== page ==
Some thoughts on the open v closed divide


ONE of the most popular interpretations of modern politics is that it is increasingly defined by the difference between open and closed rather than left and right. Openness means support for both economic openness (immigration and free trade) and cultural openness (gays and other minorities). Closedness means hostility to these things.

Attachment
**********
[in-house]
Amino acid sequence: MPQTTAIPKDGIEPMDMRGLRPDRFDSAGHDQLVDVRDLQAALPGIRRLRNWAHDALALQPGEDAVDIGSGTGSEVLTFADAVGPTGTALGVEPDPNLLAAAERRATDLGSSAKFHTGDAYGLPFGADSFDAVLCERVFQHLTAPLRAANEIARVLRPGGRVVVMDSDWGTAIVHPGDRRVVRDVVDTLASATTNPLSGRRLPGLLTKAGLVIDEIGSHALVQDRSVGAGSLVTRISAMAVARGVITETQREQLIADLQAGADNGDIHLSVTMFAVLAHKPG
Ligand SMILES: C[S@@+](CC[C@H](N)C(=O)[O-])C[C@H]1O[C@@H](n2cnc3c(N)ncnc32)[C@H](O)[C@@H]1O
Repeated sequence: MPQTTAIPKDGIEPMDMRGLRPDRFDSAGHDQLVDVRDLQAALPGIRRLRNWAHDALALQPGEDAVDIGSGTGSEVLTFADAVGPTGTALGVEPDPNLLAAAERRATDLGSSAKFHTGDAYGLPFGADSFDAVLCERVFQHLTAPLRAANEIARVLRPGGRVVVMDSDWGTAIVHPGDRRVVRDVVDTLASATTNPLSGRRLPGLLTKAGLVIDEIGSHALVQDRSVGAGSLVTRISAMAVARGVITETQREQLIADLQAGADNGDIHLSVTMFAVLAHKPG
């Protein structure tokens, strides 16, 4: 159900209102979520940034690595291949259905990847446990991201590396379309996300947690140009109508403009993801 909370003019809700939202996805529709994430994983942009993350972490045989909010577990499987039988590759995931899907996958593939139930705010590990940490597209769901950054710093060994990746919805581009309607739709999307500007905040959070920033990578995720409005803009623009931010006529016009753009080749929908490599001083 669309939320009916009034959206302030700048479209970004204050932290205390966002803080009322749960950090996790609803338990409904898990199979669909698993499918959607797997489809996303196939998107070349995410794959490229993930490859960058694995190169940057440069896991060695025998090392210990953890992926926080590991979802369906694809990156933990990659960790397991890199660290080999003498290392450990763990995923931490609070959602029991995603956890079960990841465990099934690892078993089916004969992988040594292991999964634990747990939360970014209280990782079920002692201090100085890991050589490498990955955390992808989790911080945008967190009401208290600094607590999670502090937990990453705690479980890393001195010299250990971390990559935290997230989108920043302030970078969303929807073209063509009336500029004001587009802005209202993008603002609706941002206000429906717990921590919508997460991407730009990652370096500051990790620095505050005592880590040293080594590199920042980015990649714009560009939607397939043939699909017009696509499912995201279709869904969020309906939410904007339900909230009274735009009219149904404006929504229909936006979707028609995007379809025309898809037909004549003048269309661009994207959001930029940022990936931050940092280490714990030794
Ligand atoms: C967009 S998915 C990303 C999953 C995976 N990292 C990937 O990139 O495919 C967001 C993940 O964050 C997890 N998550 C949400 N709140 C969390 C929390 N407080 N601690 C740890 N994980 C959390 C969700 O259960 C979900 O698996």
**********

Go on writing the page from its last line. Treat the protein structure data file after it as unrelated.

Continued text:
The Economist explored this argument in a cover article on July 30th 2016. The case for this way of differentiating has been reinforced by a new think tank that is called, appropriately enough, Global Future. It has commissioned an opinion poll, whose results suggest that the most salient political division is between open-minded and closed-minded voters, and that this division is also a generational one. On the question of whether immigration is a force for good there is a 51 percentage point difference between the 18- to 44-year-olds and the over-45s. On multiculturalism, the EU and overseas aid the difference are 48%, 60% and 53% respectively.

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